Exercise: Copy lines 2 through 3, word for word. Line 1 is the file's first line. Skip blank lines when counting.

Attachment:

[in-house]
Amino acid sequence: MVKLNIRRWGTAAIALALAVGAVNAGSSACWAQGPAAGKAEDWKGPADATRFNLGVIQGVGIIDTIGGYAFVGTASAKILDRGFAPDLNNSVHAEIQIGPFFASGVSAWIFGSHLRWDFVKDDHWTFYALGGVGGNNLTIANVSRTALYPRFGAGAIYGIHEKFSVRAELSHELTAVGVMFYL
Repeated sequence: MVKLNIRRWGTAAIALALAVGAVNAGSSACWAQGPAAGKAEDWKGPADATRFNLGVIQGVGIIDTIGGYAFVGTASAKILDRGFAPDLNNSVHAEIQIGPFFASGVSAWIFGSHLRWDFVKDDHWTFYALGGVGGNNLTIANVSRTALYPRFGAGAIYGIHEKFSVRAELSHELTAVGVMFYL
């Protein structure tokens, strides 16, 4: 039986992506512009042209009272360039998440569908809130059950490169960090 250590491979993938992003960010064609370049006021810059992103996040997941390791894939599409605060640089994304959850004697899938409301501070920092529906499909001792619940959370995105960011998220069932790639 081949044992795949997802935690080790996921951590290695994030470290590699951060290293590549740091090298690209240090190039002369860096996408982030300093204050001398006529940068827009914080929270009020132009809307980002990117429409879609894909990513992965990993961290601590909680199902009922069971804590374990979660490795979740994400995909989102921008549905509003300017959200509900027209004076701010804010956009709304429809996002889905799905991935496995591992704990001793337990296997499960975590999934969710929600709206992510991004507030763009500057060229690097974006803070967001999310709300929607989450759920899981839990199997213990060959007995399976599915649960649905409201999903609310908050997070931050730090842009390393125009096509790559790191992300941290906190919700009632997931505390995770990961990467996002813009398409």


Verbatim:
Amino acid sequence: MVKLNIRRWGTAAIALALAVGAVNAGSSACWAQGPAAGKAEDWKGPADATRFNLGVIQGVGIIDTIGGYAFVGTASAKILDRGFAPDLNNSVHAEIQIGPFFASGVSAWIFGSHLRWDFVKDDHWTFYALGGVGGNNLTIANVSRTALYPRFGAGAIYGIHEKFSVRAELSHELTAVGVMFYL
Repeated sequence: MVKLNIRRWGTAAIALALAVGAVNAGSSACWAQGPAAGKAEDWKGPADATRFNLGVIQGVGIIDTIGGYAFVGTASAKILDRGFAPDLNNSVHAEIQIGPFFASGVSAWIFGSHLRWDFVKDDHWTFYALGGVGGNNLTIANVSRTALYPRFGAGAIYGIHEKFSVRAELSHELTAVGVMFYL